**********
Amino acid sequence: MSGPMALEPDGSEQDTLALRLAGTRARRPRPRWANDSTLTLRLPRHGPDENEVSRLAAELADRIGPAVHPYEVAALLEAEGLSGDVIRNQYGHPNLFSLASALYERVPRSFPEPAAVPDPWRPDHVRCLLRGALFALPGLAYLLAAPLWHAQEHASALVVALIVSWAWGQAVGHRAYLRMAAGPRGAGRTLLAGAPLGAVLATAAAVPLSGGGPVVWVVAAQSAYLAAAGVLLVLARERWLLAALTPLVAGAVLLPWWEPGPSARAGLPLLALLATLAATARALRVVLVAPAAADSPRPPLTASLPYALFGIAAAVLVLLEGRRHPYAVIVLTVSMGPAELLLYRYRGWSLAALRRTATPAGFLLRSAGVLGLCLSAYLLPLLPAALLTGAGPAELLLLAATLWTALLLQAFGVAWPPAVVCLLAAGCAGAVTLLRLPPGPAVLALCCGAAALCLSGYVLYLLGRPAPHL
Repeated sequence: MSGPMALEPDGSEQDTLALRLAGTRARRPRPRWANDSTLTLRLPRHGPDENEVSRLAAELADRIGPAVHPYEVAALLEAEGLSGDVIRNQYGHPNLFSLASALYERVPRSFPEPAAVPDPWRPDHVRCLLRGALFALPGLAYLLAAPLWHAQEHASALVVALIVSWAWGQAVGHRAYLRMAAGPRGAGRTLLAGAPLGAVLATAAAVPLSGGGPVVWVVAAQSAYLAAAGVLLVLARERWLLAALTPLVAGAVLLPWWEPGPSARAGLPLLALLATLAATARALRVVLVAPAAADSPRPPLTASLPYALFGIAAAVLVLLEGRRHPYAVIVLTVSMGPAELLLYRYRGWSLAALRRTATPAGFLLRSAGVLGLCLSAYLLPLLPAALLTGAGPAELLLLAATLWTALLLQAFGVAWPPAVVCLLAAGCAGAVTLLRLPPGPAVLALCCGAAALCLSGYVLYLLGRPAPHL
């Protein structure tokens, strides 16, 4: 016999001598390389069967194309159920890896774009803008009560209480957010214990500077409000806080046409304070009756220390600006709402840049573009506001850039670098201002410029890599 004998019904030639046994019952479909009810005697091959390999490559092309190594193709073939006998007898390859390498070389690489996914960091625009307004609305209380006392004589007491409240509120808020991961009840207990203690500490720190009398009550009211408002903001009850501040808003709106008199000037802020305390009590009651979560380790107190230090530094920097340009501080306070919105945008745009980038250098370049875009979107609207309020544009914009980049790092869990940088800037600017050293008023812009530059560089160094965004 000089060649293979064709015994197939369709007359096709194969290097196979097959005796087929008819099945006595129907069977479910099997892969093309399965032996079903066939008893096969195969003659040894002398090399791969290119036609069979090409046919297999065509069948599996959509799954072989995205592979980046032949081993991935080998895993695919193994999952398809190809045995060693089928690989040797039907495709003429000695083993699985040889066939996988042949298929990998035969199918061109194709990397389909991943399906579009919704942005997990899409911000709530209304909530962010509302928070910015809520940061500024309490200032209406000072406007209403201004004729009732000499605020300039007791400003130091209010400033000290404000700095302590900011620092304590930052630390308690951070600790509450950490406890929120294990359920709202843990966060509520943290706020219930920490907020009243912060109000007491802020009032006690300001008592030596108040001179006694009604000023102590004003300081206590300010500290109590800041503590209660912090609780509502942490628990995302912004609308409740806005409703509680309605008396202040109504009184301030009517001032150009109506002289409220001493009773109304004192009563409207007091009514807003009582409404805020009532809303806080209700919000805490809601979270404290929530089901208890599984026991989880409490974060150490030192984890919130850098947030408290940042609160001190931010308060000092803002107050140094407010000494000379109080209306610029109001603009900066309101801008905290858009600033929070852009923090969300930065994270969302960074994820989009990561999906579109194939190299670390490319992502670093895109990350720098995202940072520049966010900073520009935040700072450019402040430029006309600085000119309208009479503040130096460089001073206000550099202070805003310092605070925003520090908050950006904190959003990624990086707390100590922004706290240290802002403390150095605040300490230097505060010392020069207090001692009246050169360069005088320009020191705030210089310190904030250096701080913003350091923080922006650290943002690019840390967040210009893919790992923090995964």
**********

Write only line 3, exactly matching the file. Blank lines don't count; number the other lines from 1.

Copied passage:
């Protein structure tokens, strides 16, 4: 016999001598390389069967194309159920890896774009803008009560209480957010214990500077409000806080046409304070009756220390600006709402840049573009506001850039670098201002410029890599 004998019904030639046994019952479909009810005697091959390999490559092309190594193709073939006998007898390859390498070389690489996914960091625009307004609305209380006392004589007491409240509120808020991961009840207990203690500490720190009398009550009211408002903001009850501040808003709106008199000037802020305390009590009651979560380790107190230090530094920097340009501080306070919105945008745009980038250098370049875009979107609207309020544009914009980049790092869990940088800037600017050293008023812009530059560089160094965004 000089060649293979064709015994197939369709007359096709194969290097196979097959005796087929008819099945006595129907069977479910099997892969093309399965032996079903066939008893096969195969003659040894002398090399791969290119036609069979090409046919297999065509069948599996959509799954072989995205592979980046032949081993991935080998895993695919193994999952398809190809045995060693089928690989040797039907495709003429000695083993699985040889066939996988042949298929990998035969199918061109194709990397389909991943399906579009919704942005997990899409911000709530209304909530962010509302928070910015809520940061500024309490200032209406000072406007209403201004004729009732000499605020300039007791400003130091209010400033000290404000700095302590900011620092304590930052630390308690951070600790509450950490406890929120294990359920709202843990966060509520943290706020219930920490907020009243912060109000007491802020009032006690300001008592030596108040001179006694009604000023102590004003300081206590300010500290109590800041503590209660912090609780509502942490628990995302912004609308409740806005409703509680309605008396202040109504009184301030009517001032150009109506002289409220001493009773109304004192009563409207007091009514807003009582409404805020009532809303806080209700919000805490809601979270404290929530089901208890599984026991989880409490974060150490030192984890919130850098947030408290940042609160001190931010308060000092803002107050140094407010000494000379109080209306610029109001603009900066309101801008905290858009600033929070852009923090969300930065994270969302960074994820989009990561999906579109194939190299670390490319992502670093895109990350720098995202940072520049966010900073520009935040700072450019402040430029006309600085000119309208009479503040130096460089001073206000550099202070805003310092605070925003520090908050950006904190959003990624990086707390100590922004706290240290802002403390150095605040300490230097505060010392020069207090001692009246050169360069005088320009020191705030210089310190904030250096701080913003350091923080922006650290943002690019840390967040210009893919790992923090995964």